Current evidence suggests that tDCS may have an impact on cognitive functions in healthy volunteers, such as working memory, attentional performance, procedural learning, and emotional information processing. In MDD, although most studies have reported an improvement in at least some cognitive functions, which suggests a potential pro-cognitive role of tDCS, no firm conclusions could be drawn. To date, attention and working memory improvement have been reported after 1, 5, and 10 anodal tDCS sessions applied over the left DLPFC. Positive results have been observed in other cognitive areas, such as cognitive control, processing speed, or emotion recognition. TDCS Bifrontal has been shown to promote more accurate and faster responses to n-back pregnancy, exploring working memory and impeding procedural learning during the task of learning probabilistic classification in depressive states. Furthermore, several clinical cases of improvement in cognitive performance after treatment with tDCS have been reported in the context of treatment-resistant depression or post-traumatic depression. However, several RCTs applying a set of standardized cognitive tests did not experience changes related to TDCS with offline stimulation, suggesting that repeated sessions did not have cumulative effects. Beyond the variability of stimulation parameters (ie the site for stimulating or using sessions outside or online) and the impact of inter and intraindividual differences.
Parameters that influence clinical outcomes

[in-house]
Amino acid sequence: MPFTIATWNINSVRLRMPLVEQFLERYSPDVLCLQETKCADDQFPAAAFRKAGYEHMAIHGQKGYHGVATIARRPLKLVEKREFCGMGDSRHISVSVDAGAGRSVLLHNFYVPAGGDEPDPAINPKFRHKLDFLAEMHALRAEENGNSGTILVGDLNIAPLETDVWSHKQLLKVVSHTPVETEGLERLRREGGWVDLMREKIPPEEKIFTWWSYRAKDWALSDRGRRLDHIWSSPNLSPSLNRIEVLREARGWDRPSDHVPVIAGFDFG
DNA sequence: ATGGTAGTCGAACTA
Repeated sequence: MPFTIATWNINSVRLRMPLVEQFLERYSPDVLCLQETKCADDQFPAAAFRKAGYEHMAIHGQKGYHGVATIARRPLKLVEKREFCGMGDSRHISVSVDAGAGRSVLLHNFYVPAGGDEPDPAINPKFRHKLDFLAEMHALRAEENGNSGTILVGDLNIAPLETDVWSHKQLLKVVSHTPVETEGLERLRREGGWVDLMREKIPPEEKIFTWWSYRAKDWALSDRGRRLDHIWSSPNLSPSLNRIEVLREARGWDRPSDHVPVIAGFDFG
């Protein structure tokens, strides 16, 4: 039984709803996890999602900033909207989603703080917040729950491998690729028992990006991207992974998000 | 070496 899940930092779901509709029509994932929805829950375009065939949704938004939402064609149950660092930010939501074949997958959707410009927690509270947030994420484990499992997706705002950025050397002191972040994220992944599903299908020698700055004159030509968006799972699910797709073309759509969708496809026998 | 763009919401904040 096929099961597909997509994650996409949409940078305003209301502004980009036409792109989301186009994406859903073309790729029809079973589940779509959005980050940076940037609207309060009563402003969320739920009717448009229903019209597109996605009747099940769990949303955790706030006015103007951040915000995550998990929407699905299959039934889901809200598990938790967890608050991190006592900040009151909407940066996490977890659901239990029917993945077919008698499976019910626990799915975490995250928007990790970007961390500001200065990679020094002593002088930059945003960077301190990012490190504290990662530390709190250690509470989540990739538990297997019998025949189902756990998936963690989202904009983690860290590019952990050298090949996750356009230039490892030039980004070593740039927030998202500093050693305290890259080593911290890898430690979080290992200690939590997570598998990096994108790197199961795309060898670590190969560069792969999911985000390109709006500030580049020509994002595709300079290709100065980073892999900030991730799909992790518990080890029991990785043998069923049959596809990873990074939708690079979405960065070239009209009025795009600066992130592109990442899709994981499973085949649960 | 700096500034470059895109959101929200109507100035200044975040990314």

Multiple factors are likely to alter the therapeutic effects of tDCS. Among them, stimulation parameters and clinical characteristics of the population are key contributors to the variability of its effects. Regarding MDD, there is a lack of clinical trials that explore the impact of stimulation parameters on clinical outcomes. Usually, bifrontal mounts (F3 - F8 and F3 - F4 mounts) targeting the left dlPFC are used in MDD. However, a computational modeling study suggested that other assemblies, using a frontal-extracephalic or frontal-occipital approach, could lead to greater stimulation of brain regions of critical interest, such as the anterior cingulate cortex, which may be advantageous for treating MDD. Two open-label studies observed an improvement in depressive symptoms following TDCS sessions applied over the frontal-occipital or temporal regions in a total of 18 patients and 20 sessions. Moreover, in combination with sertraline, tDCS was shown to be applied for 20 or 30 minutes to treat mild to moderate depression, and the effect of stimulation for 30 minutes was more pronounced than that of stimulation of 20 minutes. minutes. Meta-analyzes found that increasing the number of sessions or the intensity of stimulation (1 versus 2 mA) did not improve the effects of tDCS on depressive symptoms. In addition, the delay between sessions could have an impact on the effects of tDCS. For example, Alonzo et al. reported that daily tDCS induced a greater increase in cortical excitability than the second daily stimulation of the motor cortex. Another point, often neglected, is the influence of patient characteristics. Two open-label studies reported that the severity of depression was positively related to clinical improvement. Evidence from three RCTs indicated that dlPFC tDCS had lower efficacy in patients with treatment-resistant depression. Finally, a meta-analysis of data from seven RCTs showed the superiority of active tDCS over placebo in bipolar depression in terms of reducing severity scores on the depression scales in the first week of treatment. In addition to the characteristics of the ongoing episode, the effects of interindividual variables, such as anatomical differences, genetic factors, must be explored. personality, comorbidities, cognitive strategy, lifestyle, and basic state of neural activation. Also, the age at which stimulation is administered may be an essential determinant of the physiological and behavioral outcomes of TDCS. In children and adolescents, specific effects of tDCS on cortical excitability have been demonstrated. In this population, the choice of stimulation parameters, especially dose selection, requires special attention.